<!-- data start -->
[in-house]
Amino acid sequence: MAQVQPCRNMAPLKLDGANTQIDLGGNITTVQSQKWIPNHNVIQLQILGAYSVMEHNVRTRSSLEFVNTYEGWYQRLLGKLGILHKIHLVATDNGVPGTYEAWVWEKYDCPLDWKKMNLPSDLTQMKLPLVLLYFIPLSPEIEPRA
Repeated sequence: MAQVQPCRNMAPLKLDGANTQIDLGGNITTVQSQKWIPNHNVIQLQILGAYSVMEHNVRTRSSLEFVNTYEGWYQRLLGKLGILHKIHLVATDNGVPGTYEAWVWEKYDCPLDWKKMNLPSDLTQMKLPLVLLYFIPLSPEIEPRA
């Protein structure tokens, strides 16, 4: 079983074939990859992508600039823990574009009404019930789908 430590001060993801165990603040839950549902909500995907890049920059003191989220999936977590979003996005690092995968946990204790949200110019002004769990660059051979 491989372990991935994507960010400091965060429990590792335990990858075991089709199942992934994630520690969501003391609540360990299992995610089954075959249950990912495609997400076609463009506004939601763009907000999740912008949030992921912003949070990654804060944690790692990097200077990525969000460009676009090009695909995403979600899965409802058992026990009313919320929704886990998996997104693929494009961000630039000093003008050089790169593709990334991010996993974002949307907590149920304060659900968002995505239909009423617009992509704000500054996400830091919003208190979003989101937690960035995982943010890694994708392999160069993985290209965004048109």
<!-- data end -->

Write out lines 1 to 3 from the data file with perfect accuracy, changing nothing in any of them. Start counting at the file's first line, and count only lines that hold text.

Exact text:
[in-house]
Amino acid sequence: MAQVQPCRNMAPLKLDGANTQIDLGGNITTVQSQKWIPNHNVIQLQILGAYSVMEHNVRTRSSLEFVNTYEGWYQRLLGKLGILHKIHLVATDNGVPGTYEAWVWEKYDCPLDWKKMNLPSDLTQMKLPLVLLYFIPLSPEIEPRA
Repeated sequence: MAQVQPCRNMAPLKLDGANTQIDLGGNITTVQSQKWIPNHNVIQLQILGAYSVMEHNVRTRSSLEFVNTYEGWYQRLLGKLGILHKIHLVATDNGVPGTYEAWVWEKYDCPLDWKKMNLPSDLTQMKLPLVLLYFIPLSPEIEPRA